When Congress returns from its Fourth of July celebrations, it will have to face this: a challenge from the Senate Finance Committee to begin doing something--at last--about the atrociously complex and unfair income tax code, and a long line of lobbyists and tax lawyers eager to explain why each of the things that the Finance Committee proposes to do would spell disaster for the economy and the American way of life.
Armed with facts, figures and pre-drafted legislative amendments, these lobbyists have pretty much had their way with the tax code for years. It is easy during the arcane debate and chaotic proceedings of a tax bill markup to slip another preference into the code. Once there, it's even easier to make sure that the preference stays in place--if only because it's hard for anyone else to know what the provision really means. If you doubt that, curl up with a copy of the tax code for an hour or two.
All of this has done much to fatten the pocketbooks of tax lawyers, lobbyists and their clients. But these benefits have come at a very high cost to the economy. Tax dispensations given to one set of taxpayers mean higher taxes for everyone else. As loopholes have increased, marginal tax rates have risen, which is bad for incentives for work and for saving.
Tax preferences also distort investment decisions. In a rapidly changing economy, business activities that seem to be worth encouraging one year are likely to be inefficient investments a few years later. Since it has been almost impossible to get rid of an outmoded preference, this situation was usually handled by creating yet another tax break to counteract the effect of the first. Thus the tax code grows by virtue of its own inadequacies.
The tax code has become so complex that some loopholes have been created by simple inadvertence. For example, part of the insurance industry is currently gasping over the Finance Committee's proposal to eliminate a $2.3 tax break for the industry that lay undiscovered within the tax code for almost 20 years. Since insurance companies discovered it in 1978, some of them have been able to wipe out their tax liabilities altogether and a preference that no one ever lobbied for or intended has become a cherished fixture of the industry.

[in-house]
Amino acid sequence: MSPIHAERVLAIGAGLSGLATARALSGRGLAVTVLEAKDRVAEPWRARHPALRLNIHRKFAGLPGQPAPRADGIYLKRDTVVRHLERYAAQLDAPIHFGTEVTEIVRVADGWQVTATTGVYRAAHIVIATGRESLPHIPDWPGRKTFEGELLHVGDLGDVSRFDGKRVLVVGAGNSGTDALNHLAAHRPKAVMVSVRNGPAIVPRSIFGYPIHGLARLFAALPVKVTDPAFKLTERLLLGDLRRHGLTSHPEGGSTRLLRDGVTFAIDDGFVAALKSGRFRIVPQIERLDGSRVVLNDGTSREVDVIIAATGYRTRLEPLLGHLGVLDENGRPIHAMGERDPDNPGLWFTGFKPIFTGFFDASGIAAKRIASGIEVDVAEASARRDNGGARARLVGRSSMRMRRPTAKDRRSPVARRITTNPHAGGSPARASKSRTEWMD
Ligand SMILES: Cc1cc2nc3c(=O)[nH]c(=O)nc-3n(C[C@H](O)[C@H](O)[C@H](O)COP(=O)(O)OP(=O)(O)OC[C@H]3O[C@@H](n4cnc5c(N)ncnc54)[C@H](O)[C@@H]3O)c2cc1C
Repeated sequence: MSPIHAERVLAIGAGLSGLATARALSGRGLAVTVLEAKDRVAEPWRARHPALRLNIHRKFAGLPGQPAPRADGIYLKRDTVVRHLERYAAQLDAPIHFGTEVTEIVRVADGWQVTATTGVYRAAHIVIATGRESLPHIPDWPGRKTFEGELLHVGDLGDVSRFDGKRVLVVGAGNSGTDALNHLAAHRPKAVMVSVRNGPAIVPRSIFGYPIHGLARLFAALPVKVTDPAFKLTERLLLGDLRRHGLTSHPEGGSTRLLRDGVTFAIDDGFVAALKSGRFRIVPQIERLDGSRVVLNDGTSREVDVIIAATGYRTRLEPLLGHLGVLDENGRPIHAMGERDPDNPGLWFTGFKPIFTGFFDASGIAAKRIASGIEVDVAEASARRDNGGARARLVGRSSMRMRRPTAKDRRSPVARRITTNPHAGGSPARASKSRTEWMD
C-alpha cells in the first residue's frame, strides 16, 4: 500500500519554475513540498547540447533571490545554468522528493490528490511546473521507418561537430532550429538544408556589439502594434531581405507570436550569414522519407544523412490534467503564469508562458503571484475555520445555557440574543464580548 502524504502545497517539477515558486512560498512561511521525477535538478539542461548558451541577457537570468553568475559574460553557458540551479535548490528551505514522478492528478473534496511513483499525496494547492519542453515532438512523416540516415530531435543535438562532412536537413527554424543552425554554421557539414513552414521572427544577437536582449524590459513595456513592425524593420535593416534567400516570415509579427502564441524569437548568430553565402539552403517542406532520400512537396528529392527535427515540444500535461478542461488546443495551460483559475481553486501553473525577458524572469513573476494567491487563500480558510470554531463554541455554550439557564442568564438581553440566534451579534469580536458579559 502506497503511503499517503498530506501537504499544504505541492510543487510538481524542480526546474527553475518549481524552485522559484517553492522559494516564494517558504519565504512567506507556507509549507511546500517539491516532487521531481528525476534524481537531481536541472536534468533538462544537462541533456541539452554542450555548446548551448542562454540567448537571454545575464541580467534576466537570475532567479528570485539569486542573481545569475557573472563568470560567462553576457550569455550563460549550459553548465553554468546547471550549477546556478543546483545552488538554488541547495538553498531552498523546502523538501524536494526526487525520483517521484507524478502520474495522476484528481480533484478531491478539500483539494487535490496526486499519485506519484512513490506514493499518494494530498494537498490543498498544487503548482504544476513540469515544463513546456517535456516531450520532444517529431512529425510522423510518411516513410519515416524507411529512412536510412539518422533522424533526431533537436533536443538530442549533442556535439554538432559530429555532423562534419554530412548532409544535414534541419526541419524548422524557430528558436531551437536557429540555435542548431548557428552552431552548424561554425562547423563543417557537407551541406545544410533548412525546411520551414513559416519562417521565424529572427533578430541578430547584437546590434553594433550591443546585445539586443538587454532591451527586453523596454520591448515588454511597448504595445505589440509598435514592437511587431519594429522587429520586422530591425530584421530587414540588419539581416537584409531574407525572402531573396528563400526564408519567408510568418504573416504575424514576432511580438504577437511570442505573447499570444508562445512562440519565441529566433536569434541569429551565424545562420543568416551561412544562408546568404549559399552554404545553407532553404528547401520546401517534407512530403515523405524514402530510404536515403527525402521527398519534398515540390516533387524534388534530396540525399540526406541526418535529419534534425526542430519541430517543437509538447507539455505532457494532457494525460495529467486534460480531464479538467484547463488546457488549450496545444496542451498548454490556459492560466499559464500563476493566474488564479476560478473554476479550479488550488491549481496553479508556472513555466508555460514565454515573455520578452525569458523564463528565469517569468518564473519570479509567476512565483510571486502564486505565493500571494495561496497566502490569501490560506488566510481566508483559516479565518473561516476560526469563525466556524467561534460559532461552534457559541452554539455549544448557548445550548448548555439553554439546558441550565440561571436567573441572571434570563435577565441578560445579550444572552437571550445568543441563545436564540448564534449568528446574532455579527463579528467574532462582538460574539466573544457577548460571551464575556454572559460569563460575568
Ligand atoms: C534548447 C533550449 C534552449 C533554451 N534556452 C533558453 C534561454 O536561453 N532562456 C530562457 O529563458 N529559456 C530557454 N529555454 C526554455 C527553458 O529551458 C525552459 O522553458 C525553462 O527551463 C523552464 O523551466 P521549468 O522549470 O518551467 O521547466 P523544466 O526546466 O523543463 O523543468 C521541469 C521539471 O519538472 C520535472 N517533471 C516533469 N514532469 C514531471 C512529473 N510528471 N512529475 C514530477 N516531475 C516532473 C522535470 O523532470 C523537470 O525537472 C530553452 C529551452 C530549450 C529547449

Tax preferences now cost the Treasury about a quarter of a trillion dollars a year--more than is spent on defense or Social Security. If all of the preferences in the individual income tax were eliminated--except a single deduction to ensure that no one in poverty paid taxes--a flat tax on income of less than 20 percent would raise the same amount of tax as the current schedule. A few points higher would even finance a modest negative income tax to help the working poor. Tax returns could be condensed to the size of a card and most taxpayers would save money.
The big stumbling block in the way of individual tax simplification is, of course, that not everyone would save money. But even the big users of tax preferences might want to give the matter a little more thought before they line up behind the Capitol Hill lobbyists. Face it--and here I address myself to the growing number of people who have taken up tax dodging as a hobby in recent years--most tax shelters really aren't good investments.
True, you may avoid the distasteful necessity of sending money to the Treasury. But did you really enjoy giving that money to the guy who promised you'd make a killing in bait-worm inventories? Or the fellow who got you in on that commodity pool that turned out to be a Ponzi scheme? If the investment really is a dog-- something that no one would buy into if it weren't subsidized by the tax code--you're likely to lose more than the taxes you would otherwise have paid. That's especially true now that the maximum tax rate is 50 percent.
The idea of replacing the current income tax with a broad-based low tax on income is decades-old. Until this last year, however, it was simply an elegant construct admired by academicians and a few dogged reformers. When I wrote a column about it just a year ago, the tax system seemed headed in quite the opposite direction. Indeed, last summer's tax bill set new records for tax favoritism and complexity. Since then, the idea of tax simplification has suddenly taken off, endorsed in one form or another by politicians of the left and right.
Perhaps that's because the tax code has finally reached some tipping point--the stage at which the enormous differences in the tax burdens paid by people with the same income, the mind-boggling complexity of the tax forms and the increasing opportunities for tax evasion have produced a popular revulsion sufficient to give Congress the needed courage for tax reform.
Last year when I wrote about the virtues of tax simplification, I received a surprising number of supportive letters from people all over the country. Many asked what they could do to push the idea along. Write your congressman, I told them, and tell him that there are more people interested in the tax code than the lobbyists who visit him every day. Now--while the Senate Finance Committee is waging its still lonely battle for a start at tax reform--is an even better time to do it.